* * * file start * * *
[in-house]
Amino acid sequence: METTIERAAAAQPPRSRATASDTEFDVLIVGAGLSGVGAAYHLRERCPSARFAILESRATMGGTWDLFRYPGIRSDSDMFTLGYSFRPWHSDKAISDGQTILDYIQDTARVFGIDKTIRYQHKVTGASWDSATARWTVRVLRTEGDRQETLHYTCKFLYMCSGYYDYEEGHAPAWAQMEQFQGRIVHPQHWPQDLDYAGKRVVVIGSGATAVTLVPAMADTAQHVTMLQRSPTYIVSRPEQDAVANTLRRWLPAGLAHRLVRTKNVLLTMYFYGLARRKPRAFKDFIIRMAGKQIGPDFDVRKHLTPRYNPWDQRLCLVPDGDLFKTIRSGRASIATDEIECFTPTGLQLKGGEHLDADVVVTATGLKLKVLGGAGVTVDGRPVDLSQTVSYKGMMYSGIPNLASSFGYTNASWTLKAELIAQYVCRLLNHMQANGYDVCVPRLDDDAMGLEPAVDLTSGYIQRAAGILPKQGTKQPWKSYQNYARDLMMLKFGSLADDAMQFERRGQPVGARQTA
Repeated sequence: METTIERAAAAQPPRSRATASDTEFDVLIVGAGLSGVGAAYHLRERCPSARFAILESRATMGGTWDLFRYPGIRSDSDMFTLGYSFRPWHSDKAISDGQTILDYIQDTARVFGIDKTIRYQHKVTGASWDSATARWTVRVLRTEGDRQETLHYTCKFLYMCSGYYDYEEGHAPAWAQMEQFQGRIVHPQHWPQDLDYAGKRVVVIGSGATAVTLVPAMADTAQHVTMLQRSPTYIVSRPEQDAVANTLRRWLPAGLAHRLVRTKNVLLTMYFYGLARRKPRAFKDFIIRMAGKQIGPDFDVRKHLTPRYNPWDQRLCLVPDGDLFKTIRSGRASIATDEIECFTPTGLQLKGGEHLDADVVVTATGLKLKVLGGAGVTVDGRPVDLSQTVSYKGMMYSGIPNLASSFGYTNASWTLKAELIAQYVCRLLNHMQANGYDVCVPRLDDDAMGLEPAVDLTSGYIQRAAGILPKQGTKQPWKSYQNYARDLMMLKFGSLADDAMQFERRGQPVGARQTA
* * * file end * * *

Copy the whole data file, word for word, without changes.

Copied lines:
[in-house]
Amino acid sequence: METTIERAAAAQPPRSRATASDTEFDVLIVGAGLSGVGAAYHLRERCPSARFAILESRATMGGTWDLFRYPGIRSDSDMFTLGYSFRPWHSDKAISDGQTILDYIQDTARVFGIDKTIRYQHKVTGASWDSATARWTVRVLRTEGDRQETLHYTCKFLYMCSGYYDYEEGHAPAWAQMEQFQGRIVHPQHWPQDLDYAGKRVVVIGSGATAVTLVPAMADTAQHVTMLQRSPTYIVSRPEQDAVANTLRRWLPAGLAHRLVRTKNVLLTMYFYGLARRKPRAFKDFIIRMAGKQIGPDFDVRKHLTPRYNPWDQRLCLVPDGDLFKTIRSGRASIATDEIECFTPTGLQLKGGEHLDADVVVTATGLKLKVLGGAGVTVDGRPVDLSQTVSYKGMMYSGIPNLASSFGYTNASWTLKAELIAQYVCRLLNHMQANGYDVCVPRLDDDAMGLEPAVDLTSGYIQRAAGILPKQGTKQPWKSYQNYARDLMMLKFGSLADDAMQFERRGQPVGARQTA
Repeated sequence: METTIERAAAAQPPRSRATASDTEFDVLIVGAGLSGVGAAYHLRERCPSARFAILESRATMGGTWDLFRYPGIRSDSDMFTLGYSFRPWHSDKAISDGQTILDYIQDTARVFGIDKTIRYQHKVTGASWDSATARWTVRVLRTEGDRQETLHYTCKFLYMCSGYYDYEEGHAPAWAQMEQFQGRIVHPQHWPQDLDYAGKRVVVIGSGATAVTLVPAMADTAQHVTMLQRSPTYIVSRPEQDAVANTLRRWLPAGLAHRLVRTKNVLLTMYFYGLARRKPRAFKDFIIRMAGKQIGPDFDVRKHLTPRYNPWDQRLCLVPDGDLFKTIRSGRASIATDEIECFTPTGLQLKGGEHLDADVVVTATGLKLKVLGGAGVTVDGRPVDLSQTVSYKGMMYSGIPNLASSFGYTNASWTLKAELIAQYVCRLLNHMQANGYDVCVPRLDDDAMGLEPAVDLTSGYIQRAAGILPKQGTKQPWKSYQNYARDLMMLKFGSLADDAMQFERRGQPVGARQTA